Which investigations you and your doctor decide on will depend on your symptoms, family history and age.

Medical history - The doctor may ask you to describe your constipation, particularly how long you have been constipated, how often your bowel movements are, consistency of stools, presence of blood and your bowel habits. A record of eating habits, medication, and level of physical activity or exercise will also help the doctor determine the cause of constipation.

Physical examination - This may include a digital rectal examination, where a gloved, lubricated finger is used to evaluate the tone of the anal sphincter and also detect tenderness, obstruction and blood. In some cases, blood and thyroid tests might be necessary to look for thyroid disease and serum calcium, OR to rule out inflammatory, endocrine, metabolic and other systemic disorders which may be causing your constipation.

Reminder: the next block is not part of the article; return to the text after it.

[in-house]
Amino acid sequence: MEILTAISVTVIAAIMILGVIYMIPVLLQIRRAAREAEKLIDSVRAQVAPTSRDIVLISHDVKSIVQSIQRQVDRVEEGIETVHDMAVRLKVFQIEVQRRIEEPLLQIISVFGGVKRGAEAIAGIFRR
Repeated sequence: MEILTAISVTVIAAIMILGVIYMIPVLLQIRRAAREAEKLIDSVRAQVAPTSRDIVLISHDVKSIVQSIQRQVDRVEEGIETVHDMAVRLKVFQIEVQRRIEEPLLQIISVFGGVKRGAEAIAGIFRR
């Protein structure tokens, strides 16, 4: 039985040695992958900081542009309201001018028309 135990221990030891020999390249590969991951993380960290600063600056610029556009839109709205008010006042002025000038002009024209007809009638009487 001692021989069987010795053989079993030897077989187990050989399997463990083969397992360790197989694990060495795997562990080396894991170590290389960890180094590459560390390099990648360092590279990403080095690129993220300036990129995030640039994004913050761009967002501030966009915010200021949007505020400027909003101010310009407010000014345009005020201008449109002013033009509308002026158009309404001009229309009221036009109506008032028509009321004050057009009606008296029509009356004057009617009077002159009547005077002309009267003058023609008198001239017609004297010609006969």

Special investigations - These are usually reserved for people with severe symptoms, for those with sudden changes in number and consistency of bowel movements or blood in the stool and for older adults. These specialised tests involve colonic investigations to look for anatomical causes of symptoms (endoscopy, barium enema X-ray), anorectal physiological testing (anorectal manometry, balloon expulsion test, electromyography), colorectal transit studies and defaecating proctography.

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